In 2013, when Wisconsin beat No. 3 Michigan in overtime after tying the game on a halfcourt buzzer beater, a reporter asked Ryan if he has "some kind of magic," as if the Badgers got lucky. Ryan responded with a story about how he banked in his first high school basket, and how his coach told the scorer's table to disallow it because he didn't score the right way. Ryan said that they counted the basket, and implied that the "right way" is bunk and so is magic. When it comes to the little things -- a play or a game, here or there -- the law of averages play themselves out.

Ryan's body of work, on the other hand, can't be considered a fluke. His success came by his principles, by adhering to his offense using players he could shape in its image. He has influenced the state's basketball infrastructure to the point that many Wisconsin high school programs run his system as if to prepare athletes to play for Bo.

Continuity has created a unique sort of psychological torture for Wisconsin fans. Because of the program's modest talent, it has always felt as if success could abandon the program without notice and the school would lose its annual place in the top 25. This season hasn't assuaged those fears. The 2015-16 Badgers are in real danger of missing the NCAA Tournament at 7-5 with losses to Western Illinois, Wisconsin-Milwaukee and in-state rival Marquette.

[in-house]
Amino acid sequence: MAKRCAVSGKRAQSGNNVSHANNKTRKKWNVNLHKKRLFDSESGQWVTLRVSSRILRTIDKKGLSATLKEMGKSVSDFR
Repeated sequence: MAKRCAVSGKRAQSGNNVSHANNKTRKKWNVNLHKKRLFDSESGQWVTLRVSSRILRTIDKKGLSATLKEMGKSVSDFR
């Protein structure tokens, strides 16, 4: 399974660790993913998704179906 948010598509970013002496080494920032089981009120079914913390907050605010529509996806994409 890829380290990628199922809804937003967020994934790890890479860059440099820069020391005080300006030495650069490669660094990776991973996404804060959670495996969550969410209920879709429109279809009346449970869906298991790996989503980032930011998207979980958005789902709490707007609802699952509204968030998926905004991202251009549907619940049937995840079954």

Wisconsin fans have reason to be concerned. The biggest reason they shouldn't be is Ryan's full-hearted faith. Ryan, with all the incredulity his face can muster, has been backing Gard for years. He seems to struggle with the notion that anyone is murky about the Badgers' future.

Ryan always makes you question what the hell he's thinking. But for a guy who seems unhinged at times, he has fostered an astonishing level of consistency. His plans are atypical, but they're fully-fledged and forward-thinking. He chose to sacrifice a proper send-off to boost the career of the faithful assistant he believes in.

Wisconsin was in fine shape when Ryan took it over, just one season removed from a Final Four under Bennett. Ryan built on his predecessor's success, and eventually surpassed it. He leaves a singular legacy for everyone else to admire, but more importantly to him, he is leaving behind a healthy program and a plan to win.

That's why Ryan can comfortably retire in the middle of a season, and that's why Ryan left his press conference saying "I'll see you down the road" as reporters prepared to write their good byes.